Individual Achievement – In Christianity, unlike prior belief systems, salvation was held to be a matter of individual achievement. You saved your own soul, through your own actions. This demanded individual pursuit of success. Every entrepreneur, artist, scientist, innovator, and great leader in Western Civilization followed their path with the motivation of an individual. (See: Collective Salvation Never Lives Up To Its Name)

Humility – Believing that “We don’t yet know everything.” – To embrace human imperfection, is to acknowledge the necessity of self-improvement. To discover new things, humility is an essential tool for moving past old ideas. This enabled a continuous pursuit of knowledge and enlightenment through philosophy and science.

In Tragedy and Hope, Carroll Quigley points out that the history of Western Civilization and the history of Christian values (even if embraced for secular reasons) are one and the same. Christianity swept throughout the dying Roman Empire, becoming the dominant belief system in every corner of Europe.

It begs the question: Can the peace and prosperity of Western Civilization continue to exist without these two foundational values?

He believes the answer is “no.”

So what is the Classical Western Tradition? A union of two concepts:
Classically Liberal – civil liberties, freedom of speech, equality of the races, open education, and freedom of social conduct.
Traditionally Conservative – traditional family values, respect for gender differences, the family as a foundational unit of society, respect for individual property rights, free market competition and achievement.

In short, westerners have traditionally acted liberal in society, but conservative in their homes and personal lives.

In modern times, those with influence over the media promote a false Left/Right Paradigm which seeks to pit portions of the middle class against each other, alienating and destroying the cultural relevance of those who don’t choose a side. The Internet has begun the process of undoing this damage, by uniting many who see through this illusion…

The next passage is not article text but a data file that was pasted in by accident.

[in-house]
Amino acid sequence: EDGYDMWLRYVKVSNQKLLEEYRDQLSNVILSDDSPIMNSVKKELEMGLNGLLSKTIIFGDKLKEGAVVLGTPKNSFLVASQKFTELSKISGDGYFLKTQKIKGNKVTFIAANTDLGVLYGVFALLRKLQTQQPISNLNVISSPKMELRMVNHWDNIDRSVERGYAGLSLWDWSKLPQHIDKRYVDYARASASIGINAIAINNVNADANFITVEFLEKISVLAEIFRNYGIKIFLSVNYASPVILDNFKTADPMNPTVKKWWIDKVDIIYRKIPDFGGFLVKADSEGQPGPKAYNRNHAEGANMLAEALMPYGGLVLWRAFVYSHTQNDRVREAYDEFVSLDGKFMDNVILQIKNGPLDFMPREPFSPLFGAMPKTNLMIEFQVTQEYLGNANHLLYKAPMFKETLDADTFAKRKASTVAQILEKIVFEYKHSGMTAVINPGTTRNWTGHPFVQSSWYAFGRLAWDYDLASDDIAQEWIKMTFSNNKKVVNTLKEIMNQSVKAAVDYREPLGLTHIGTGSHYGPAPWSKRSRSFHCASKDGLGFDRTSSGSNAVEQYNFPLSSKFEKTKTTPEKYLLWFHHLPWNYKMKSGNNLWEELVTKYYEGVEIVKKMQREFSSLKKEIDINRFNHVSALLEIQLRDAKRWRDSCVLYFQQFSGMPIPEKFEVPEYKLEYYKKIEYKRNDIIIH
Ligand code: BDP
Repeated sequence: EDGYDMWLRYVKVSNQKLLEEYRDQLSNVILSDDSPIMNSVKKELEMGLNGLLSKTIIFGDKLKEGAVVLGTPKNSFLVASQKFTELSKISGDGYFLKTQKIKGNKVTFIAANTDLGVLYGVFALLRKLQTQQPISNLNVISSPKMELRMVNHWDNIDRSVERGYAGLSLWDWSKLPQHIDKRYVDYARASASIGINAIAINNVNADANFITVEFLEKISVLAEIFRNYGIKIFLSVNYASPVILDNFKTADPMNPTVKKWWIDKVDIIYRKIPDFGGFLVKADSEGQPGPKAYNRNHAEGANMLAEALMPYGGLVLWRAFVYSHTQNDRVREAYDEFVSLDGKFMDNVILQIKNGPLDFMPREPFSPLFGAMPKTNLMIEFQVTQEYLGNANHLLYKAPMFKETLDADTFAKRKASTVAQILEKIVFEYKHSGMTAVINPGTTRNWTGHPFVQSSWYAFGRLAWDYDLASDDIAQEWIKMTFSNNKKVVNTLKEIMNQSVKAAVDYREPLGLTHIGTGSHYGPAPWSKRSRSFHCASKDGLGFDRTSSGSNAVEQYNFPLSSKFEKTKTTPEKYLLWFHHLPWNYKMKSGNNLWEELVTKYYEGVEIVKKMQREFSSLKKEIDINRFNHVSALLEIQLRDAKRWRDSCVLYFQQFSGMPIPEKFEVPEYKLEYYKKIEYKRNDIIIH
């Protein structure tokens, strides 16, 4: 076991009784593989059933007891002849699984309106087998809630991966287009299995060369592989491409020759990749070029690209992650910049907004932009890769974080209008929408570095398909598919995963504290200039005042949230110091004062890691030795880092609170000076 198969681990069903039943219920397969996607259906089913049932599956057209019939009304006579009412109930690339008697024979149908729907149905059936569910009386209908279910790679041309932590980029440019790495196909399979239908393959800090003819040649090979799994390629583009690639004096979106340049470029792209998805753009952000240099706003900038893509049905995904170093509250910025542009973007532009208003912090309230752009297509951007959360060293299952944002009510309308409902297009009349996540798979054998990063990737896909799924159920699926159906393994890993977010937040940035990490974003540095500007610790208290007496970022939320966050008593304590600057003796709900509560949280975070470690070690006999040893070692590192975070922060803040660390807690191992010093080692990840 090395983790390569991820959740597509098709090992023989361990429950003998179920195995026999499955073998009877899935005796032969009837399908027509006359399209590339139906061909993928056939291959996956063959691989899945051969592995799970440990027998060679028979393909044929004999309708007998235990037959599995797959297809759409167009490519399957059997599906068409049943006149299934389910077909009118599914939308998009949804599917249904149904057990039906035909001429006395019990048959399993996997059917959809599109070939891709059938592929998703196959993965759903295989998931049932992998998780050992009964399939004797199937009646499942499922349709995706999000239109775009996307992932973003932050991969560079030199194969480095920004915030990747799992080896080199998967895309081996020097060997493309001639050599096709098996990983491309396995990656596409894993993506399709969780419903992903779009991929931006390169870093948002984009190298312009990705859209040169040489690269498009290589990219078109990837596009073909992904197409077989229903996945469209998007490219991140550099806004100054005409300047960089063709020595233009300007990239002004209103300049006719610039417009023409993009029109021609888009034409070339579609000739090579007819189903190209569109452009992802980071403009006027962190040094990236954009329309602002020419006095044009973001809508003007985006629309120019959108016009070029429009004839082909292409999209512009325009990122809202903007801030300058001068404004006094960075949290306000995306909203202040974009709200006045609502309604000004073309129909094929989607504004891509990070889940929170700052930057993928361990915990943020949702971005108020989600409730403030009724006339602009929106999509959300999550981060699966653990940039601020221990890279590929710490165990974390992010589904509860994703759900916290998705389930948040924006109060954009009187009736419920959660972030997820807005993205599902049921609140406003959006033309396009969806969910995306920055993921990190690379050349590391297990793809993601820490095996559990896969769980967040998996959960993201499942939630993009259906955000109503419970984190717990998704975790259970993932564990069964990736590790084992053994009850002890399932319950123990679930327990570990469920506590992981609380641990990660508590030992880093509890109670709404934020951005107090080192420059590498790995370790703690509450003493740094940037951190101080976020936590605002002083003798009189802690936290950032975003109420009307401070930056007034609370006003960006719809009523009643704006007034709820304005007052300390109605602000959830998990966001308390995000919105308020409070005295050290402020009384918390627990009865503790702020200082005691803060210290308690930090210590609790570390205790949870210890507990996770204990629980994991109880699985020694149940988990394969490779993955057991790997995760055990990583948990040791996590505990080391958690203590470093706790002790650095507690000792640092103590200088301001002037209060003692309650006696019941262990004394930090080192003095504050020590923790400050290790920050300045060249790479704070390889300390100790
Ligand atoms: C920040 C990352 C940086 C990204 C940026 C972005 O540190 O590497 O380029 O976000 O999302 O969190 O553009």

If these concepts sound familiar, you may have heard them through Ron Paul’s Campaign For Liberty, or a number of associated groups – such as Young Americans for Liberty.

I had the privilege of meeting Dr. Paul on two separate occasions, and his adherence to these principles is one of the reasons I hold him in high respect.

The real goal of his 2012 political campaign was not to win the Presidency, or create a stir – he believes that these values are our foundation and that we must address them as a society, before we can attack the rest of our problems.

  1. WeaponizedTruth 07/30/2013, 7:23 PM Reply

    As a society, we can’t afford to forget the values that made us great! You have a very well-articulated position here. Good job.

  2. maglia 09/07/2013, 6:52 PM Reply

    This was a really good read for me. Well-articulated points.

  3. Hermes 09/23/2013, 1:07 PM Reply

    This is the way I was raised. Feels long dead, but perhaps it is making a comeback.

  4. Chaussure 10/19/2013, 3:32 PM Reply

    A friend shared this with me. I enjoyed it. Thanks.